Thursday, September 1, 2011


It rained so long
the wall became soft
and the flowers on the wallpaper faded
away, except the big ones

I can see through
the glassy seam:
A wavering aquarium
filled from crying,
clouded by time

Saturday, March 12, 2011

To Be Omaha

maybe it’s big enough
maybe not
Sioux Falls a possibility
or I could be off a state or two
looking down from my window seat

lights orange and yellow in the dusk below
clustered like a brooch
pinned on a chiosam dress
grey black botanical fronds on a white background
a wide river piping down the neck thick and satin

doesn’t matter
you were born somewhere down there

can you love a place you’ve never seen?
breath of God blowing off the plains
the sunset days to the west
cold cold grey in winter
beloved because of you

Friday, February 11, 2011


you see in his face the baby
you held tight like nothing else to hold

you poured in love as from a garden hose
endless and clear

now a scraggly bunch of whiskers
interspersed with the blemishes
the many imperfections
the being human
that so distresses him

leaves you incapable

the spigot turns on,
dams up inside
there’s nothing you can do
there’s nothing you can do

Saturday, February 5, 2011

Yellow (red eye taking off from Dulles)

Yowl low
Yowl low
Yowl low
Tiny girl seated behind me

Mouthing it the first time
liquid taffy

Later it'd be sunshine
egg yolk
or lemon

For now
yowling moon sliver
horizon sailing
wee happy boat
on the longest, darkest night

Saturday, January 29, 2011

For Dad

I wrote this to be read at my father's "life celebration" service held today, January 29, 2011, in Harrisonburg.  I wasn't able to attend, having been back east for his last days and the private funeral.  I'm including a photo taken about five years ago, of Dad, my son Reilly, husband Paul, son Trigg.  They'd been watching the Blue Angels fly over San Francisco.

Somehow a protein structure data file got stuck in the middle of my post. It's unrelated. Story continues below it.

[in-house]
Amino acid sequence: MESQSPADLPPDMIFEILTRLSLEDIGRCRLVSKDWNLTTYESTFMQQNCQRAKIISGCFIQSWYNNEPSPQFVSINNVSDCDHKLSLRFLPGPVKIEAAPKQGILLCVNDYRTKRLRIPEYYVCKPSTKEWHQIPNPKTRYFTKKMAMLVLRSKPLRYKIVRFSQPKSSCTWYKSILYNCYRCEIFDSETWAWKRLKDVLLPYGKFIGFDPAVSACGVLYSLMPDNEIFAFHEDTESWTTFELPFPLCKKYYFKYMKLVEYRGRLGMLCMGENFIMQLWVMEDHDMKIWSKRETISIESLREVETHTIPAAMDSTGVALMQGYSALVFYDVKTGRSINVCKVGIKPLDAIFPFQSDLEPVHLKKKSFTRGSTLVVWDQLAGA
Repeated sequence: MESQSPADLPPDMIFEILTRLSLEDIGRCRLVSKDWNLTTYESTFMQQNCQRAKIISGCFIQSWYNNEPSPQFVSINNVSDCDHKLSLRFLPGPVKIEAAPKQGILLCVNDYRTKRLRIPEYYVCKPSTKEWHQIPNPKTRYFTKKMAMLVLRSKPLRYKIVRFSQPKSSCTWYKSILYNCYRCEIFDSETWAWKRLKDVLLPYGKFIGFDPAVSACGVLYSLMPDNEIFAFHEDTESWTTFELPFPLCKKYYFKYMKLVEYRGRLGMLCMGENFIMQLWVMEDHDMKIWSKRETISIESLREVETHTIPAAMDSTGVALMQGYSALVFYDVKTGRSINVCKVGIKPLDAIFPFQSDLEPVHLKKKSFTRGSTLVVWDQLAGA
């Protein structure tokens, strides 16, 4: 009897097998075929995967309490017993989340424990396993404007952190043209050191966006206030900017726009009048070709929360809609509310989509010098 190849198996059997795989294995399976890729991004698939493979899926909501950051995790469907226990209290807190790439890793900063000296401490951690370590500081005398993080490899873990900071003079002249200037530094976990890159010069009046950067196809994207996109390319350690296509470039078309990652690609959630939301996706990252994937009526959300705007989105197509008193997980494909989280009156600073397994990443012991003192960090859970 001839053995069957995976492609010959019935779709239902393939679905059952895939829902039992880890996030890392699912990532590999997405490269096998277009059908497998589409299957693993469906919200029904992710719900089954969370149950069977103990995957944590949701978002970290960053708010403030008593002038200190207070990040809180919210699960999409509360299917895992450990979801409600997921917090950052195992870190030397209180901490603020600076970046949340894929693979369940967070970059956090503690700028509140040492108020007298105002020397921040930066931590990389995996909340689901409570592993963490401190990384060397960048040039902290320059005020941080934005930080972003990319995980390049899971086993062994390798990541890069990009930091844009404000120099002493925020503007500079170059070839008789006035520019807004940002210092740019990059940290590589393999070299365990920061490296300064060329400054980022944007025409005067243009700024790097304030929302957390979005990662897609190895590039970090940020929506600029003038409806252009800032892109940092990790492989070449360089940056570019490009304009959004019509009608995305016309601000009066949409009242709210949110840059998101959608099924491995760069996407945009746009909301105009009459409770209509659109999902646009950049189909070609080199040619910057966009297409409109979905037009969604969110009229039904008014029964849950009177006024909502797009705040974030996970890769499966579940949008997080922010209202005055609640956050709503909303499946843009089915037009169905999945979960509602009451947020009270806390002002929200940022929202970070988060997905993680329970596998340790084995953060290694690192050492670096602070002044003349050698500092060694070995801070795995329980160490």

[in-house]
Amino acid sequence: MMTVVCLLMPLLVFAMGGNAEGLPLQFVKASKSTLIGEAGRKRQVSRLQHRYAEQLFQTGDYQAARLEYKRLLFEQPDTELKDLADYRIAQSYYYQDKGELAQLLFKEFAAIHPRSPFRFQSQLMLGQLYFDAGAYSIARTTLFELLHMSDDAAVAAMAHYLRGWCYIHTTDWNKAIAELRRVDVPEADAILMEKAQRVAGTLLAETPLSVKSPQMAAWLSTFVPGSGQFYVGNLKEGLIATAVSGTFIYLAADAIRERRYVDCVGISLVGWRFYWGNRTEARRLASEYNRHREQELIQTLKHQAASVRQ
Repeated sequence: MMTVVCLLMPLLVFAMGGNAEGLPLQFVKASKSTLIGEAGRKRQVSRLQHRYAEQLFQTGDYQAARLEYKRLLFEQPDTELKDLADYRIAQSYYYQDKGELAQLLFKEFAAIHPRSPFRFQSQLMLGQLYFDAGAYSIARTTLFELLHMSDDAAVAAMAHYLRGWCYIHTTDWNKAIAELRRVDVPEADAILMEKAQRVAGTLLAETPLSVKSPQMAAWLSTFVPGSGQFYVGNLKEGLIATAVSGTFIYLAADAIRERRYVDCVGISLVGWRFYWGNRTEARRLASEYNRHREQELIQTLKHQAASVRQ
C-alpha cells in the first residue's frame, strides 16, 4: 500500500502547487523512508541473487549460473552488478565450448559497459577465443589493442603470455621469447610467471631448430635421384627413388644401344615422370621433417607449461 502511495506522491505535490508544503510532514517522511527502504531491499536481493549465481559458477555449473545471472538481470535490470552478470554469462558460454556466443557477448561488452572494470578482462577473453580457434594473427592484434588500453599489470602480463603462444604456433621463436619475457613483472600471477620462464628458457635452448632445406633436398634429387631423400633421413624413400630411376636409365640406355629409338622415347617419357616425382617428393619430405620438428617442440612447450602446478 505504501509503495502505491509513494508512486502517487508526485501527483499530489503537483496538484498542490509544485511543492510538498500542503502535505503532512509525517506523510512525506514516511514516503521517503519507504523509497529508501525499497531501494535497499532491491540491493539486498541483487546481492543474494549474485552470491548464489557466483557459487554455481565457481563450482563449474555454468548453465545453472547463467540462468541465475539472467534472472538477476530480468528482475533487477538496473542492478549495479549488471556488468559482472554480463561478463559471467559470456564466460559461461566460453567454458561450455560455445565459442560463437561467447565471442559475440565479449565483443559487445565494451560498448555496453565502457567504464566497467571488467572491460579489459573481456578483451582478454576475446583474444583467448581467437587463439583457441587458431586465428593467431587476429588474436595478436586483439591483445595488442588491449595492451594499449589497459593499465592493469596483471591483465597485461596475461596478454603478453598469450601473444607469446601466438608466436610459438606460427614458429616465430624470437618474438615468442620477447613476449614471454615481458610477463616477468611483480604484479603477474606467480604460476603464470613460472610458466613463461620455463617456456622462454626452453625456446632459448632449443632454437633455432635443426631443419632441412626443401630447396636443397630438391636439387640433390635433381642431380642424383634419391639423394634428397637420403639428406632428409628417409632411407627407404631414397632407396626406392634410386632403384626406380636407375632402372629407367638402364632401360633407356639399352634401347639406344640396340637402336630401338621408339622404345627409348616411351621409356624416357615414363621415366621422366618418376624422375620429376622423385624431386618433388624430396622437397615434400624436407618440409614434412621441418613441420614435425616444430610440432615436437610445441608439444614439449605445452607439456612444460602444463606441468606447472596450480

You’ve heard a lot about my father today.  Most of which is true and all of which I’m sure he enjoyed hearing.  But it’s my job as his daughter to tell you a few things that didn’t get mentioned.

Before he was “Coach Cummins” he was little Brownie Cummins.  The baby of the family.

He had no memory of his father, who took off when Dad was four.  But his mother Pearl was strong and resilient.
She showered him with tough love while his sister Blanch spoiled him rotten.

To make him stay down for his nap, they would station the vacuum cleaner outside his room.  He was scared to death of the vacuum cleaner.

Blanch said he had the prettiest legs she’d ever seen on a boy.

As a youngster, he liked to go hunting before school.  All by himself before the sun peeked over the ridgetop.

He was a champion marble player and his winnings are buried at the base of fence posts all over Wise County.  Jars and jars full of colored glass, according to Dad’s brother Howard.

Brother Jack sliced Dad with a scythe as they played “jungle” one day and for the rest of his life Dad carried a long and serious scar across the palm of his hand.

Skinny, tall and blond.  With a sweet, shy smile.  That was Brownie the teenager.

He met my mom in high school.  But on what she thought was their first date he walked a different girl home.

The army sent him to San Francisco where he had so much fun he might have been stationed at a country club.  But he didn’t try the crab while he was there.

Back in Virginia he learned to love crab.  By the bushel.  He also liked biscuits, Snickers bars, peanut butter fudge, peanuts, deviled ham, Vienna sausage, donuts, Martin’s barbecue waffle potato chips, and Scotch on the rocks.
He refused to watch scary movies.  He’d been traumatized by the original version of “The Blob.”

After retirement, he grew roses and arranged them in vases for my mother.

He left her love notes on post-its, along with shopping lists and reminders to drive carefully.

He thought she was the most beautiful woman on Earth, and frequently quoted a friend of theirs who called her “The Best Looking Broad in Harrisonburg.”

He was a morning person.  He’s the one who made breakfast at our house.  Dad would sing “There she is, Miss America” as Mom dragged herself to the breakfast table.  She was not a morning person.

When I hugged him he smelled of Old Spice and cigars.

I loved watching him use a pocket knife.

He was a Democrat.

He was an expert solitaire player.

He was my husband’s favorite fly-fishing buddy.

He liked to nap in front of the TV, preferably with a football game on.

He was a devoted husband.

He was a steadfast father .

He was a doting Grandfather .

And his whole life long he was truly a kid at heart.

He was the sweetest Brownie ever.

I miss him terribly.